As a teacher, Rhee was demanding. Amy Chua, "Tiger Mother," also demanding.

Suicide rate is apparently high in Asia. There is such a thing as going too far. But there is also such a thing as not going far enough. American kids come to school not only unprepared but often extremely disrespectful. I love my kids. I love teaching. But even my parents who ostensibly and overtly appreciate me tend to have an air of disrespect and superiority. I'm sorry to say it but it is true. Not all of them. But enough to make teaching difficult.

Taping an out-of-control, sarcastic and disrespectful older child's mouth shut sounds totally appropriate to me. If you want that child to understand there are boundaries - something many at-risk children have little experience with - extreme responses may be the answer.

Wow! I sound like a torturer. But I don't consider taping an older child's mouth shut when otherwise he/she is out of control and compromising everyone's ability to learn. Apparently it worked. Apparently Rhee's hard-ass methods worked with kids who come from an environment of hardship and she made them succeed. If that is correct, I have to give her credit.
n said…
Continued from above:

These tactics are not what I expect from most teachers. Extreme circumstances call for extreme responses.

Now having said that, Finland is completely the opposite. But as Finland's minister of education said in his KUOW interview, America has many more problems than just educating kids. We cannot expect Finnish results with our American society in shreds.

Americans are soft. When I was a student, if I got in trouble with a teacher, my parents told me to respect the teacher and do the work. Today, parents are in the principal's office questioning everything. Demanding teachers are called "bullies." Sometimes they are. But sometimes what is in the eye of the beholder isn't reality. The best teachers I ever had were demanding. Sometimes unkind. Often confrontative. I guess those words may mean different things to all of us. But if we don't trust teachers to teach our kids without second guessing and buying in to every complaint a kid has, then education as we know it will cease to exist. Maybe that is the allure of charter schools. They can throw out the complainers. Charters will expect kids to do the work or they are gone. There is some merit in that.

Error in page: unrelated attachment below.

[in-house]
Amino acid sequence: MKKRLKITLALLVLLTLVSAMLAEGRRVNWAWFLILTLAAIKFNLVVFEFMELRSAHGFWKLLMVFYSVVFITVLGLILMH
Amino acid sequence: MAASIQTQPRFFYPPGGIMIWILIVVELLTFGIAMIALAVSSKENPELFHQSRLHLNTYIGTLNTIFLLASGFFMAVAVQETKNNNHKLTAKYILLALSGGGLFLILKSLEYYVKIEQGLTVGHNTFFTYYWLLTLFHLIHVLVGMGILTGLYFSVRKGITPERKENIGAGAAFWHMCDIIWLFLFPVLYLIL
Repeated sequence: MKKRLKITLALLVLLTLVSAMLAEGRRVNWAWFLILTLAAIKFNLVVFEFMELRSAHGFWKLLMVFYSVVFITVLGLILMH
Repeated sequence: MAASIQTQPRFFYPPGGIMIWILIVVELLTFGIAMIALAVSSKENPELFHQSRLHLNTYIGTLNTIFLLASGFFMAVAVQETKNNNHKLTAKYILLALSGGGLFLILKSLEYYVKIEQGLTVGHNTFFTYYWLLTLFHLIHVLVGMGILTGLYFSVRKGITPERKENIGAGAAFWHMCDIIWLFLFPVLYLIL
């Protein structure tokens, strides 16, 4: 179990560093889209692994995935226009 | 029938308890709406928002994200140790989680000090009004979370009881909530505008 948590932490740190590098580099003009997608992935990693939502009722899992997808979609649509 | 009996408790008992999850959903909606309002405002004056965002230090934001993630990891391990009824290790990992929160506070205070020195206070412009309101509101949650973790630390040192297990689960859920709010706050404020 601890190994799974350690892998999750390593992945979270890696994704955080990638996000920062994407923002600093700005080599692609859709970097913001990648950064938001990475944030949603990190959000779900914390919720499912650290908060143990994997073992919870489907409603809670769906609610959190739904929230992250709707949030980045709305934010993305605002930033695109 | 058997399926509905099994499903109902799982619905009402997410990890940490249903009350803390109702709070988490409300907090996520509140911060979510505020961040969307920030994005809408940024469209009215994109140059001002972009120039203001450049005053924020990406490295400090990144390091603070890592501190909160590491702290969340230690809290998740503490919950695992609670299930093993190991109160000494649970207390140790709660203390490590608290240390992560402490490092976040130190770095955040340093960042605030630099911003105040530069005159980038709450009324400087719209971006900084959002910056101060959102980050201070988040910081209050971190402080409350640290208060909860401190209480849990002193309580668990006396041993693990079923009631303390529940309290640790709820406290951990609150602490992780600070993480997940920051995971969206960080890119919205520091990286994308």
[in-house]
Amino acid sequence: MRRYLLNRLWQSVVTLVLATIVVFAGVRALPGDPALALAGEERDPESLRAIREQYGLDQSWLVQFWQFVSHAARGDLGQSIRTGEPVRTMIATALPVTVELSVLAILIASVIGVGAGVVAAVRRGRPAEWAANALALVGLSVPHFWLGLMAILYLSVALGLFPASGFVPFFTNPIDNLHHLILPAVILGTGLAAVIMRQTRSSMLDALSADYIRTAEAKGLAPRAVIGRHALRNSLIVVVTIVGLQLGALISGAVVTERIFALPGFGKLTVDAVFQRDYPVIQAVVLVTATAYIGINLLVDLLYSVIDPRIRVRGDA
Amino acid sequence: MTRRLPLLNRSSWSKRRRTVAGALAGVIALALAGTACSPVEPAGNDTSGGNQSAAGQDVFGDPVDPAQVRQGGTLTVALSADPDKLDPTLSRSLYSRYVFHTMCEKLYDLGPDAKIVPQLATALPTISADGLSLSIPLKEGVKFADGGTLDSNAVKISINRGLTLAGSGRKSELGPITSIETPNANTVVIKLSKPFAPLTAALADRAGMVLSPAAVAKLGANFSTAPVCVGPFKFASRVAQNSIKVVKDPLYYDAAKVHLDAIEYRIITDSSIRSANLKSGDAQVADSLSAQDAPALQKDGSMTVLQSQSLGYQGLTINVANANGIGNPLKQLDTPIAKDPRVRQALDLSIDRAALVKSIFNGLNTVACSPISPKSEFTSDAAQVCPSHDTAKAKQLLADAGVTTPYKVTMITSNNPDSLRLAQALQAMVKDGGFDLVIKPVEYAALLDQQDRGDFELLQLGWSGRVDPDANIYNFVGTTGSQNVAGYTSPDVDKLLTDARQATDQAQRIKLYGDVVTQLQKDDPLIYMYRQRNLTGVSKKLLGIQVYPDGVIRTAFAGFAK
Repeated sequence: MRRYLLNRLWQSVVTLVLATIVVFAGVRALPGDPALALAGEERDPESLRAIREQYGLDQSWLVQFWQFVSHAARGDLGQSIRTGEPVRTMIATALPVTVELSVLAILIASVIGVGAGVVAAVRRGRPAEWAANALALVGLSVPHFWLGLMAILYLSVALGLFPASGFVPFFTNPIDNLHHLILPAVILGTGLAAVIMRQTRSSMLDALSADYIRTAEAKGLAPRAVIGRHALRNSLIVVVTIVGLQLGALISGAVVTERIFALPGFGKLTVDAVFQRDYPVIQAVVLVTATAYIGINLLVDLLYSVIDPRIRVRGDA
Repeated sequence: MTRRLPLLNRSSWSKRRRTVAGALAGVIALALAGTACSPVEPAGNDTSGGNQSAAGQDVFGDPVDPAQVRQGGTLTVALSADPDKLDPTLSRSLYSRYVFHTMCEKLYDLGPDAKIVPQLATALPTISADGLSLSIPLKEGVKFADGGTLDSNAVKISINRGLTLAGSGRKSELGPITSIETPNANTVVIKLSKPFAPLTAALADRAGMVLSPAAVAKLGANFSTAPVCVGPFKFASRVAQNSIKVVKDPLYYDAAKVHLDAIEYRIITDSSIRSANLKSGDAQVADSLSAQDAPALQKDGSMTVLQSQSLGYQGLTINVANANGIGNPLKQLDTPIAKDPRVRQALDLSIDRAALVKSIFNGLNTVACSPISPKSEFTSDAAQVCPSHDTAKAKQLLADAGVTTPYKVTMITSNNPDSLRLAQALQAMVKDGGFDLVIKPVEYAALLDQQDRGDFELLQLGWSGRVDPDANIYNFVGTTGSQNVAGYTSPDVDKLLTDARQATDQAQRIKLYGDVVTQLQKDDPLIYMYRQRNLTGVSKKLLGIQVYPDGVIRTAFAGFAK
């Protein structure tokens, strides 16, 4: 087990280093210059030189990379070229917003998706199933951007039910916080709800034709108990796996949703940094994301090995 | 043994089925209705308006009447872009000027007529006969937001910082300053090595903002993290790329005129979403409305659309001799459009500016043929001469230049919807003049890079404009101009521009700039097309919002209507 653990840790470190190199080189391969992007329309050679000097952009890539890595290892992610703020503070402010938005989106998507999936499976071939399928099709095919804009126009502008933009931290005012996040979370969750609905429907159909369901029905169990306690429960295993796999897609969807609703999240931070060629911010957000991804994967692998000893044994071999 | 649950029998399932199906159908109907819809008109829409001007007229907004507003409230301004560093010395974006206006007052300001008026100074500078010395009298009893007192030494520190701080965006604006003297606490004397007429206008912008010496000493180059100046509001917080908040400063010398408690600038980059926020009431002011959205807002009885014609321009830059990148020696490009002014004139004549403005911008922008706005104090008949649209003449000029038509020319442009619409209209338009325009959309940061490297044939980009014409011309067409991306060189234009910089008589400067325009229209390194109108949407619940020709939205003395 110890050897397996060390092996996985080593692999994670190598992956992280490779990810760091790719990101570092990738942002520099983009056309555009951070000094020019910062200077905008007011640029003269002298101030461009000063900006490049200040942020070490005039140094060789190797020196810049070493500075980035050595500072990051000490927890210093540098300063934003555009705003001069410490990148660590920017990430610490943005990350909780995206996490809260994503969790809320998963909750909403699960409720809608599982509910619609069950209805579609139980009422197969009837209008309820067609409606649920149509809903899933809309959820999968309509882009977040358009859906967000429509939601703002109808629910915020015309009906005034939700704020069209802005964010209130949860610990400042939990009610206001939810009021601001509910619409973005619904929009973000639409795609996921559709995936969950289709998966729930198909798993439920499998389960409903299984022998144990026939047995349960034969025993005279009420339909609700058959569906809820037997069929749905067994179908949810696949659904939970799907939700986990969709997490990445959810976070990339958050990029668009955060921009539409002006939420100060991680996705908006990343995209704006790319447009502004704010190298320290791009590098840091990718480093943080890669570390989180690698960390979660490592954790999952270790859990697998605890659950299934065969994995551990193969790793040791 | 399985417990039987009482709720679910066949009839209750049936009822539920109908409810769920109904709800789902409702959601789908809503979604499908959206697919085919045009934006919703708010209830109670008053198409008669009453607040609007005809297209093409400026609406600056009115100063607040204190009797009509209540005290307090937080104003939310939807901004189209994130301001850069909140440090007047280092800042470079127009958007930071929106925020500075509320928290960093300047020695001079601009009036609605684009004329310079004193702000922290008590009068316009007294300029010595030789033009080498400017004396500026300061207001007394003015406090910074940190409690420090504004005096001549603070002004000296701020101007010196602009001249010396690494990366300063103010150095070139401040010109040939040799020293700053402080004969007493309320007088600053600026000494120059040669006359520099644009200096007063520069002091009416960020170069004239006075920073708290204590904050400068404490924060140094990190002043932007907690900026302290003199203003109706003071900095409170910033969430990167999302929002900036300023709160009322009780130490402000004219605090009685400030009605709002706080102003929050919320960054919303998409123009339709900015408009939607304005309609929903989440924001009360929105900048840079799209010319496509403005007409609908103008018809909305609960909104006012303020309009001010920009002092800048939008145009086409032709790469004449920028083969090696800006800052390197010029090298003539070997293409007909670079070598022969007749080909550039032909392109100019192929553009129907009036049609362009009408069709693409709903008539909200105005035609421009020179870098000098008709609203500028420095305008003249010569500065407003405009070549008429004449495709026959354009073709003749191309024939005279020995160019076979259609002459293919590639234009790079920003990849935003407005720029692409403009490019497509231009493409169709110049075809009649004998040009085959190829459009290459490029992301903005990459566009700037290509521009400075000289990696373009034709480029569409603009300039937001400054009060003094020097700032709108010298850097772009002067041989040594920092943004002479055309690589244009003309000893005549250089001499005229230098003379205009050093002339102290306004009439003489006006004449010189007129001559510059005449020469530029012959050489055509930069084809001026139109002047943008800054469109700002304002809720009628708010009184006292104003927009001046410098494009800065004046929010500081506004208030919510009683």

It's not what I want to see. But if it comes to that, we will have ourselves to blame. Rhee herself is the kind of teacher we may need more of and yet her politics are alienating and devisive. Maybe she sees charters as having that kind of effect: taking out the whiners and complainers and disrespectful kids and parents and letting education get back to teaching.

I guess my whole rant has more to do with Rhee's desire to improve the success rate of impoverished and at-risk children. That is something to which we must pay attention. And the ordinary pc rules don't apply.

i wish I could give a definitive thumbs up or thumbs down to Rhee but I can't. Maybe in a perverse way, charters are the only answer. I'll be sorry for all those children who end up failing. But at least they might give a break to those families who really do try to keep their kids on the straight and narrow but fall victim to neighborhood bullies and toxins that seem to come together in their neighborhood school.

Wow! This is more than I intended. Probably full of holes. We must make more demands on our kids educationally. All of them. Even the high achievers can do better. I know. I teach them, too.
n said…
I just read the Krupnick article and comments and confess I didn't know she had taped all their mouths shut but that doesn't change my opinion. I bet they kept their mouths shut from that point on. I wonder if that was a turning point for that class.

Or am I overly impressed? I haven't seen her success rate actually published. I'd like to know exactly how she did. Am I giving too much credit here?
Anonymous said…
n: Tiger Mom is a fad. They don't teach their kids to respect others. They create a whole new class of condescending, sociopathic bullies - like their mothers. That's anti-social and wrong.

There are better, more successful ways to implement tough-love without being a psychopath.